The “largest living structure on the planet,” the Great Barrier Reef off the northeast coast of Australia is presently seeing the worst coral bleaching its ever seen according to a new study released today. While the worst bleaching on record has occurred in El Nino years, humans aren’t to be let off the hook that easy due to continued global warming.
What is coral bleaching?
Bleaching, while not the same as mortality, is not a good thing. Bleaching of coral occurs when warm ocean temperatures essentially rid the coral of the algae that lives inside of it. This algae, through photosynthesis, provides coral with energy and lacking the algae and energy turns the coral white and can kill coral if the algae isn’t returned. This particular bleaching phenomenon goes back to last year when a strong El Niño effect began and is still continuing.
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“We’re seeing very severe bleaching in the northern part of the reef,” said professor Terry Hughes of James Cook University, where he heads the Australian Research Council (ARC) Centre of Excellence for Coral Reef Studies. “And I think that just highlights how precarious the situation has become, whereby severe El Niño events, which happen every few years, are enough to trigger a bleaching event. And it wasn’t always like that.” Clearly the end of this statement is an indictment of mankind’s hand in global warming. (Let’s make this quite clear…For those of you have read my work in the past or if this is your first time..both global warming and climate change are real and if you don’t believe this to be true, I won’t be upset if you just skip this and keep browsing. I will not preface either with “potential” or “possible” now or ever.)
Huges and his colleagues identified the bleaching and its severity after an extensive aerial study of 520 reefs north of Cairns, Australia which comprise the northern portion of the reef which in Hughes estimation is the most “pristine” part of the reef. A UNESCO World Heritage Site, the Great Barrier Reef stretches over 2,300 kilometers and is home to some 400 species of coral and plays host to around 1,500 species of fish.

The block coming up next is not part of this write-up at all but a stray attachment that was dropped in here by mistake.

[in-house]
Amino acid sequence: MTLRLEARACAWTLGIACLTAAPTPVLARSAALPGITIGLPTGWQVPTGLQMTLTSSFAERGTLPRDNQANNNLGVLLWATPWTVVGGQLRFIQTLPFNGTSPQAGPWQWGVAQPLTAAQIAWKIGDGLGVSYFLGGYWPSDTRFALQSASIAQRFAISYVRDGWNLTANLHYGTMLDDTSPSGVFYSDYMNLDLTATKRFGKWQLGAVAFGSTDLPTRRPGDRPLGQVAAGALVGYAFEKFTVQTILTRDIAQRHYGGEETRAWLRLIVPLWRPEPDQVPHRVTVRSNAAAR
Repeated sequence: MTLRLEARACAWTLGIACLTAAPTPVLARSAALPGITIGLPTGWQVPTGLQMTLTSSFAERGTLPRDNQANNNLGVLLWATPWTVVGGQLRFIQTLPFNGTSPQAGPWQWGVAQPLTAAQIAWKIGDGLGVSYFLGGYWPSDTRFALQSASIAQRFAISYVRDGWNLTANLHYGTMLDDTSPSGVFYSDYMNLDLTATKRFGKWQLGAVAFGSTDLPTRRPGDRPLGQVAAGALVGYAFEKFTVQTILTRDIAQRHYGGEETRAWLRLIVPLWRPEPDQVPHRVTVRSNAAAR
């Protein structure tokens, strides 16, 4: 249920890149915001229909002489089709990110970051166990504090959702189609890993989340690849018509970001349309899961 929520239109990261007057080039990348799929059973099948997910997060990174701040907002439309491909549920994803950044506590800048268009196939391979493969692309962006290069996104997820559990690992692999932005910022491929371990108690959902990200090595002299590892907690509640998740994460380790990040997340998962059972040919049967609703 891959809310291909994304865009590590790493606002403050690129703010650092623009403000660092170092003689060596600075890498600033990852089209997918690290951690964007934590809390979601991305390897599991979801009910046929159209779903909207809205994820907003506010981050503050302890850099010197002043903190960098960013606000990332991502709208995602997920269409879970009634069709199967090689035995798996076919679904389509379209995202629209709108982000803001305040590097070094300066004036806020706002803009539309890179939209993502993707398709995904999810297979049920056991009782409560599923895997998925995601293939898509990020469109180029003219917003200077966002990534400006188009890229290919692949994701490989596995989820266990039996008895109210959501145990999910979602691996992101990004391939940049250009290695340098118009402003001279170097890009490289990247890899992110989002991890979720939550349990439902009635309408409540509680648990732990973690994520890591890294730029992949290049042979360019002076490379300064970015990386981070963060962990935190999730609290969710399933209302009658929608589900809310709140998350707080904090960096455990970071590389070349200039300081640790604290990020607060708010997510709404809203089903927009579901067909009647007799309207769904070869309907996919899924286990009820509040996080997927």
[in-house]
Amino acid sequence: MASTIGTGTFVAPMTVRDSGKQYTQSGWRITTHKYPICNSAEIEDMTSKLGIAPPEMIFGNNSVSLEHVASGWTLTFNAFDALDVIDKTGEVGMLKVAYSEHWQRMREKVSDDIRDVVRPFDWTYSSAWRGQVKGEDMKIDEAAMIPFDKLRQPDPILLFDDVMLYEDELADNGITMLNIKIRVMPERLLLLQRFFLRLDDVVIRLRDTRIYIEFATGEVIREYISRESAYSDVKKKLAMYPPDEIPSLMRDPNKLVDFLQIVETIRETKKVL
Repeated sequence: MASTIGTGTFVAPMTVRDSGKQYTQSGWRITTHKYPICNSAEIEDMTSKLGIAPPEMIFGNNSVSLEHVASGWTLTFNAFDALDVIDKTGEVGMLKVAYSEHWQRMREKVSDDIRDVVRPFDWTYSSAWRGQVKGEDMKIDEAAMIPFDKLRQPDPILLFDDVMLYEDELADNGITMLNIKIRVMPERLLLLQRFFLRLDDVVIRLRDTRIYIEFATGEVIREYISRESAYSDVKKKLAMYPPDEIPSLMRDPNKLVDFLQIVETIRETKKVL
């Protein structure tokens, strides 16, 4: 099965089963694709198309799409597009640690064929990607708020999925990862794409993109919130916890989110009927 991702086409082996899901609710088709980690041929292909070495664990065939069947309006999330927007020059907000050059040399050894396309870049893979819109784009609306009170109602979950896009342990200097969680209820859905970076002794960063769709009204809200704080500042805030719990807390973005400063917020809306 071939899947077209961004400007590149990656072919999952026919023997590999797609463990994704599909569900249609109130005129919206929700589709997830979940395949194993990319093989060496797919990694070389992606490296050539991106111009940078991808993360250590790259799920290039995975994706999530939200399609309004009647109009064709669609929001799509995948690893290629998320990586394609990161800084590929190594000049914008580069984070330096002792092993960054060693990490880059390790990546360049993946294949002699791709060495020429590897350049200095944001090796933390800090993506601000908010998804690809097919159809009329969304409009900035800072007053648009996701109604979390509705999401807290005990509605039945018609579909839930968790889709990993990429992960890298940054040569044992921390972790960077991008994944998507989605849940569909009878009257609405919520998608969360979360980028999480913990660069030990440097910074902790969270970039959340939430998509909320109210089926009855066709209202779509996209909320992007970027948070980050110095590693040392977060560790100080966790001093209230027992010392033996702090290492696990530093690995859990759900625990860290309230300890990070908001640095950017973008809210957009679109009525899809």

“We found only 4 reefs out of 520 that weren’t bleached to some extent, and more than 95 percent of the reefs were in the top 2 most severe bleaching categories,” Hughes said. This is much worse than bleaching in 2002 where only 18% of the reefs merited either distinction.
Coral is severely affected by climate change and the warming and acidification of ocean waters will ultimately lead to “corals becoming increasingly rare on reef systems.”
Mark Eakin, a corals expert with the National Oceanic and Atmospheric Administration firmly believes that the El Niño of 2015-2016 has been made worse due to climate change.
“This is a lot broader than just what’s going on in the Great Barrier Reef. It’s literally happening across half of the Southern Hemisphere at this point,” Eakin said.
Not just Australia
The coral bleaching began in June 2014 and also affected areas of the Caribbean and Hawaii.
“This is not like any global bleaching event we’ve seen in the past,” Eakin said. “In the past, these events have been a one-year event. What happened in ’98, happened in ’98. It was all within the scope of less than 12 months.”
This is the third bleaching event joining 1998, and 2010.
Eaking believes that the bleaching event being observed at the Great Barrier Reef will shift to the Northern Hemispere as it begins to warm during the summer months. “We’re just in the opening parts of Act 2 at this point,” he said.